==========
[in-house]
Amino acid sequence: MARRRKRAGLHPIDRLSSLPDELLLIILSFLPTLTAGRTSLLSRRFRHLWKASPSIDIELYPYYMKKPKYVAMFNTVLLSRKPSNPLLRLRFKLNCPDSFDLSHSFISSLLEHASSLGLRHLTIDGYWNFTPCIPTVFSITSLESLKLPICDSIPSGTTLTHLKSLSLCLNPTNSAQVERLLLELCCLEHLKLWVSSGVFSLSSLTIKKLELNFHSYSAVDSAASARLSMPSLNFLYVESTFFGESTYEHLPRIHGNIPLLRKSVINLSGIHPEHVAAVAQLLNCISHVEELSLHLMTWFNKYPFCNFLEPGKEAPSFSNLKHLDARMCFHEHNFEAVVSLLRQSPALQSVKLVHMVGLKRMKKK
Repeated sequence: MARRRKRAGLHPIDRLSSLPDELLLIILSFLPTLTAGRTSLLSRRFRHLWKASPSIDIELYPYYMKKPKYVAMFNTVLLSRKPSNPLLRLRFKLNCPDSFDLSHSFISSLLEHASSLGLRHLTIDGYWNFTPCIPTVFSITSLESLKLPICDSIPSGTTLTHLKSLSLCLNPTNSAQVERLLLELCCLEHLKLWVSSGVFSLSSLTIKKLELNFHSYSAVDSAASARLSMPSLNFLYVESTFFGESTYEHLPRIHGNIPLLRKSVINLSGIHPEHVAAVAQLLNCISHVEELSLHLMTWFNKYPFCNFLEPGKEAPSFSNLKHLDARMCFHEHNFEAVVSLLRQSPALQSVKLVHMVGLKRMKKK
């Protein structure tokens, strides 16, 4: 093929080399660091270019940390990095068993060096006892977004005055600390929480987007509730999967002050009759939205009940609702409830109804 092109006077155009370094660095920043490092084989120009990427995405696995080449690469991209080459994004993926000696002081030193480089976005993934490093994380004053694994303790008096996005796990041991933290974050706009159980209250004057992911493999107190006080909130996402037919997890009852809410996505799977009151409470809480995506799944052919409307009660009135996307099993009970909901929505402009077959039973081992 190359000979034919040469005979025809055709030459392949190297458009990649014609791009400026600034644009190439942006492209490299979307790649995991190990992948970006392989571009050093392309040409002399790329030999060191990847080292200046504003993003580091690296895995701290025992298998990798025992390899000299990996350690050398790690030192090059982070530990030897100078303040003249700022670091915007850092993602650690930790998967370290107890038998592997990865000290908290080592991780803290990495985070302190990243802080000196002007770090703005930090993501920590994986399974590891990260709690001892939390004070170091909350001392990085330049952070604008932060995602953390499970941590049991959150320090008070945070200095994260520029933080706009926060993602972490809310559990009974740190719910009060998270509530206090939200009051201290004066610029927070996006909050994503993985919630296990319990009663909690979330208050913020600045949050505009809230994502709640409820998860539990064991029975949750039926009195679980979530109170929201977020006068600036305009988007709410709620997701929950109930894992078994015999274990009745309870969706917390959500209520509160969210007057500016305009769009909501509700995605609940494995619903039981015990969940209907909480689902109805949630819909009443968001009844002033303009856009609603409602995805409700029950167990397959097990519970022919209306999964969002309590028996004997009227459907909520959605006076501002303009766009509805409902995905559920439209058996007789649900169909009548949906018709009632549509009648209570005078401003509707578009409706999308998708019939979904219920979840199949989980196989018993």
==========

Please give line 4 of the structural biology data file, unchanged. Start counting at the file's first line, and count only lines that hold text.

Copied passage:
């Protein structure tokens, strides 16, 4: 093929080399660091270019940390990095068993060096006892977004005055600390929480987007509730999967002050009759939205009940609702409830109804 092109006077155009370094660095920043490092084989120009990427995405696995080449690469991209080459994004993926000696002081030193480089976005993934490093994380004053694994303790008096996005796990041991933290974050706009159980209250004057992911493999107190006080909130996402037919997890009852809410996505799977009151409470809480995506799944052919409307009660009135996307099993009970909901929505402009077959039973081992 190359000979034919040469005979025809055709030459392949190297458009990649014609791009400026600034644009190439942006492209490299979307790649995991190990992948970006392989571009050093392309040409002399790329030999060191990847080292200046504003993003580091690296895995701290025992298998990798025992390899000299990996350690050398790690030192090059982070530990030897100078303040003249700022670091915007850092993602650690930790998967370290107890038998592997990865000290908290080592991780803290990495985070302190990243802080000196002007770090703005930090993501920590994986399974590891990260709690001892939390004070170091909350001392990085330049952070604008932060995602953390499970941590049991959150320090008070945070200095994260520029933080706009926060993602972490809310559990009974740190719910009060998270509530206090939200009051201290004066610029927070996006909050994503993985919630296990319990009663909690979330208050913020600045949050505009809230994502709640409820998860539990064991029975949750039926009195679980979530109170929201977020006068600036305009988007709410709620997701929950109930894992078994015999274990009745309870969706917390959500209520509160969210007057500016305009769009909501509700995605609940494995619903039981015990969940209907909480689902109805949630819909009443968001009844002033303009856009609603409602995805409700029950167990397959097990519970022919209306999964969002309590028996004997009227459907909520959605006076501002303009766009509805409902995905559920439209058996007789649900169909009548949906018709009632549509009648209570005078401003509707578009409706999308998708019939979904219920979840199949989980196989018993």